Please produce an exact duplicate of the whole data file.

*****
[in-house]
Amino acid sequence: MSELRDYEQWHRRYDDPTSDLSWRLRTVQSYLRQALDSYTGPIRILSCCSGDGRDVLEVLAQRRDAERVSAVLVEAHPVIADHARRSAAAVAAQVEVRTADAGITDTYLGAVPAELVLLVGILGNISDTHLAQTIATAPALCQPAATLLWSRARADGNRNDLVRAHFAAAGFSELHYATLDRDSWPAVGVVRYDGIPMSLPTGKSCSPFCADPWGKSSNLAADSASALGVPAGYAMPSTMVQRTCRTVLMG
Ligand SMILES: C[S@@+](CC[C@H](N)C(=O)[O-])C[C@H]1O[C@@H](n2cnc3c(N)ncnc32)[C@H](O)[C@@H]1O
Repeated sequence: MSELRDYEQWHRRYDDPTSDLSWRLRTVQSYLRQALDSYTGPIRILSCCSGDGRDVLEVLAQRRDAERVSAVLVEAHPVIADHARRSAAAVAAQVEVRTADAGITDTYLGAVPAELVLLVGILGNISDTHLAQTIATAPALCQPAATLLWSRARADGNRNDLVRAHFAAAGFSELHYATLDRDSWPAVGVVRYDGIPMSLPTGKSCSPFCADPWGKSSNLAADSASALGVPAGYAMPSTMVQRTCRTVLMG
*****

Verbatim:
[in-house]
Amino acid sequence: MSELRDYEQWHRRYDDPTSDLSWRLRTVQSYLRQALDSYTGPIRILSCCSGDGRDVLEVLAQRRDAERVSAVLVEAHPVIADHARRSAAAVAAQVEVRTADAGITDTYLGAVPAELVLLVGILGNISDTHLAQTIATAPALCQPAATLLWSRARADGNRNDLVRAHFAAAGFSELHYATLDRDSWPAVGVVRYDGIPMSLPTGKSCSPFCADPWGKSSNLAADSASALGVPAGYAMPSTMVQRTCRTVLMG
Ligand SMILES: C[S@@+](CC[C@H](N)C(=O)[O-])C[C@H]1O[C@@H](n2cnc3c(N)ncnc32)[C@H](O)[C@@H]1O
Repeated sequence: MSELRDYEQWHRRYDDPTSDLSWRLRTVQSYLRQALDSYTGPIRILSCCSGDGRDVLEVLAQRRDAERVSAVLVEAHPVIADHARRSAAAVAAQVEVRTADAGITDTYLGAVPAELVLLVGILGNISDTHLAQTIATAPALCQPAATLLWSRARADGNRNDLVRAHFAAAGFSELHYATLDRDSWPAVGVVRYDGIPMSLPTGKSCSPFCADPWGKSSNLAADSASALGVPAGYAMPSTMVQRTCRTVLMG